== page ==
WaitingInTheWingsA huge mocking inscription over the Nazi concentration/extermination camp at Dachau, Germany, greeted arriving Jewish prisoner:

There is one road to freedom.
Its milestones are:
Obedience, diligence, honesty,
Order, cleanliness, temperance,
Truthfulness, sacrifice and
Love for one’s country.

“Words are powerful things,” I commented to Starnes, one of my soldiers who accompanied me to the camp. We were awaiting possible further deployment to Iraq for Desert Storm. “How could the Nazis say that and then burn people?”

My old farmer Gran’pa would have had an answer: “If guv’ment tells you something, anything at all, look it in the mouth like you’d look at a cheap horse. Politicians and lawyers put the green scum on ponds.”

In the distance beyond the Dachau concentration camp loomed the German Alps. The greater, darker presence of the ovens of Dachau caught the focus. The chimneys were long cold, but the stench of burnt flesh still lingered from the poor doomed souls who perished here—32,000 of them who were stuffed into the furnaces of this first of Hitler’s extermination camps.

I stood before the low brick buildings of the crematorium. They appeared innocuous now, something like a clay baker’s oven. Only these ovens had backed different loaves.

A Nazi doctor named Rascher had conducted cooling experiments on prisoners here before casting them into the fires. Helpless victims were garbed in pilot flight suits and submerged in tanks of freezing water to lower their body temperatures to between 27 and 29 degrees to see how long they could survive while “they tend(ed) to scream when freezing.”

Rascher begged Hitler to transfer him to the death camp at Auschwitz where more expansive experiments could be conducted. Prisoners seldom left the camps alive. Their last stops were the ovens.

It struck me with the impact of an exploding howitzer round: the military of whatever uniform had a dark under side because of government.

Between 1955 and 1975, some 7,000 U.S. soldier volunteers were used in government testing of nuclear radiation, mustard gas, LSD, and other chemical and biological agents. Some were towed to sea and ordered to look directly into a 15-megaton hydrogen bomb explosion, then instructed to swim in radioactive waters. Others tested military protective clothing in sealed chambers with LSD and other poisonous gases. Some of those who helped conduct the testing were ex-Nazi soldiers.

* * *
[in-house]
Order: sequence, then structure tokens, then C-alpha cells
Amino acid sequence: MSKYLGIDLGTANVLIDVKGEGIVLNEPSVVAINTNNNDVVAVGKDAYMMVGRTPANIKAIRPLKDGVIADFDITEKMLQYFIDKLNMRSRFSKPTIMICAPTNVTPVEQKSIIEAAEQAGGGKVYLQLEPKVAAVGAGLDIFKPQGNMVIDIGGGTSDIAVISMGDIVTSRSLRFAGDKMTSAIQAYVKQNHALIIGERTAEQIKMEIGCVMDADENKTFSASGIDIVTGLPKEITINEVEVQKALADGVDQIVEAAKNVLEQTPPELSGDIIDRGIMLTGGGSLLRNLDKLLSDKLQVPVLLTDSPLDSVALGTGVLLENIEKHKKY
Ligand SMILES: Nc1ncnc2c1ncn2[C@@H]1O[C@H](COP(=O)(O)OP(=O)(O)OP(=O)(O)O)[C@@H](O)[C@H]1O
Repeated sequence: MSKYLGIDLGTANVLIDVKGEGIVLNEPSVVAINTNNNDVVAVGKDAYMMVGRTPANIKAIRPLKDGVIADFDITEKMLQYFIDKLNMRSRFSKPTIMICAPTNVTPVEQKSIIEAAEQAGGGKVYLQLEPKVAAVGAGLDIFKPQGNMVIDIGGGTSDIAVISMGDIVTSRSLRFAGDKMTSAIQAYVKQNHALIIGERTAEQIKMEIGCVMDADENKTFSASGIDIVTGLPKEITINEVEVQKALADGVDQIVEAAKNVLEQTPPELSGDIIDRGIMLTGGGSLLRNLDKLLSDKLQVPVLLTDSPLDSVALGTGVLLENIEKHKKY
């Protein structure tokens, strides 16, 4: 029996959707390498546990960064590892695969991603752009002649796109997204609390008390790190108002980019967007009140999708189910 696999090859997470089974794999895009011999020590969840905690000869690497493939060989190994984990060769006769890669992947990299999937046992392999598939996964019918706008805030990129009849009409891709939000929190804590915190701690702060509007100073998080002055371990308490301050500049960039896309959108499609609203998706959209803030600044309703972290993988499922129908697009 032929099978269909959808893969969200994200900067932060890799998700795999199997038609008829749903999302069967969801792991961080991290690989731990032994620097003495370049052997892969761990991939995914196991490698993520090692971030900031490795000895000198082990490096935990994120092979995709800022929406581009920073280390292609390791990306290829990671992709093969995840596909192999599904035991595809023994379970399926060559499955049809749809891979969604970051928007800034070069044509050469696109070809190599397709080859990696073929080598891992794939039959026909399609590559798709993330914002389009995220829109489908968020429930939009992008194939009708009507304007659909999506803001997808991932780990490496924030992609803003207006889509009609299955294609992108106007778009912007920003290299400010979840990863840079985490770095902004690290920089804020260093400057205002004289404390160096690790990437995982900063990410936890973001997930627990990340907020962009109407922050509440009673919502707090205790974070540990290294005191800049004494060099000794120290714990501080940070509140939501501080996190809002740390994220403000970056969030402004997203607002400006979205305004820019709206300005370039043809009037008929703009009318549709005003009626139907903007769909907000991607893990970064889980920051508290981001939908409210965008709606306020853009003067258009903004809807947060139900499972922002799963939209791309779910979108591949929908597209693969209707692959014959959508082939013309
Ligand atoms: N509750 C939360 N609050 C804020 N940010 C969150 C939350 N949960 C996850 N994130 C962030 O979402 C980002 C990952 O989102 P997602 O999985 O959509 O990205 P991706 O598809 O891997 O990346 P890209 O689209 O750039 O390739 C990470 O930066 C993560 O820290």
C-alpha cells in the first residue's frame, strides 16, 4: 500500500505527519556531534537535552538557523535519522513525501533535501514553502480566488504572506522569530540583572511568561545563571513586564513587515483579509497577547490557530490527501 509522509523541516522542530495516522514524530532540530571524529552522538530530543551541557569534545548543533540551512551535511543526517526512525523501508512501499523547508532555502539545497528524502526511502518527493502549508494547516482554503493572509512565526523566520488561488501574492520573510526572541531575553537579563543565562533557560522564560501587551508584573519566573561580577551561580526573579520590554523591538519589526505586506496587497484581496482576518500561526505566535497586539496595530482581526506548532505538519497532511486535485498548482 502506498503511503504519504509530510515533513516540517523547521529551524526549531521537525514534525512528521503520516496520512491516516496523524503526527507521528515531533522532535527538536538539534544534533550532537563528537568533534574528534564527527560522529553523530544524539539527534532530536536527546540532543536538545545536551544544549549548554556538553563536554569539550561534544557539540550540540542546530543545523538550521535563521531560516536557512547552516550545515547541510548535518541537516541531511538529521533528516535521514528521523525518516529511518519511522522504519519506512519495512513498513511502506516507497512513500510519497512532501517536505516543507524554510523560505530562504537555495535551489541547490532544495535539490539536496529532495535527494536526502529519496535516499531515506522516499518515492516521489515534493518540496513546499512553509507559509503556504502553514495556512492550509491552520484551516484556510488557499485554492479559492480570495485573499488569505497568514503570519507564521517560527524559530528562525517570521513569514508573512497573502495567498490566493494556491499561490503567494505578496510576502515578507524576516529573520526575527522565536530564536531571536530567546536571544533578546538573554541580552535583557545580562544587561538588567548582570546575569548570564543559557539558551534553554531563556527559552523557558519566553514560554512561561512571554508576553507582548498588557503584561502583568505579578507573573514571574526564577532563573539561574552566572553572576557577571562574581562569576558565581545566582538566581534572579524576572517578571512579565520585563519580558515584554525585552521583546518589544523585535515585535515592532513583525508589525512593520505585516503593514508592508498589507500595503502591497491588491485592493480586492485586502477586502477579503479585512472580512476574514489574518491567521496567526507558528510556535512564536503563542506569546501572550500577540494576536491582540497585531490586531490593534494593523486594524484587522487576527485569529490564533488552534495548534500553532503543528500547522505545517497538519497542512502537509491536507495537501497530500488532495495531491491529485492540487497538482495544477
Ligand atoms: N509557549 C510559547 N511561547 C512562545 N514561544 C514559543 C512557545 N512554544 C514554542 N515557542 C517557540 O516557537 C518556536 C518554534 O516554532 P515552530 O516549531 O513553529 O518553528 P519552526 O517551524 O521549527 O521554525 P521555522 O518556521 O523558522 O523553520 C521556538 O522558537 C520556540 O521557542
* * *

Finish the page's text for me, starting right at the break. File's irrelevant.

All were sworn to secrecy. Records of the experiments somehow disappeared as experimental subjects developed cancers, mental disorders, and respiratory diseases. One of them, James B. Stanley, sued the U.S. for dosing him with hallucinatory LSD without his knowledge during testing of anti-chemical clothing and equipment.

The Supreme Court ruled in favor of government. Justice Scalia said, “Questioning the military’s decisions could disrupt the entire military regime.”

I served 29 years active and reserve in the military—U.S. Navy journalist; U.S. Army Special Forces… I hold great respect for U.S. soldiers. Still, one rule must always prevail when it comes to government, any government, even if crematoriums are not immediately involved.

Rule of thumb: For freedom’s sake, never hesitate to question everything government does. There is a Hitler always in the wings, even in democratic republics like the U.S. Just waiting.

Charles W. Sasser is the author of more than 60 published books and thousands of magazine articles. His latest release is Crushing the Collective: America’s Last Chance to Remain Free and Self-Governing.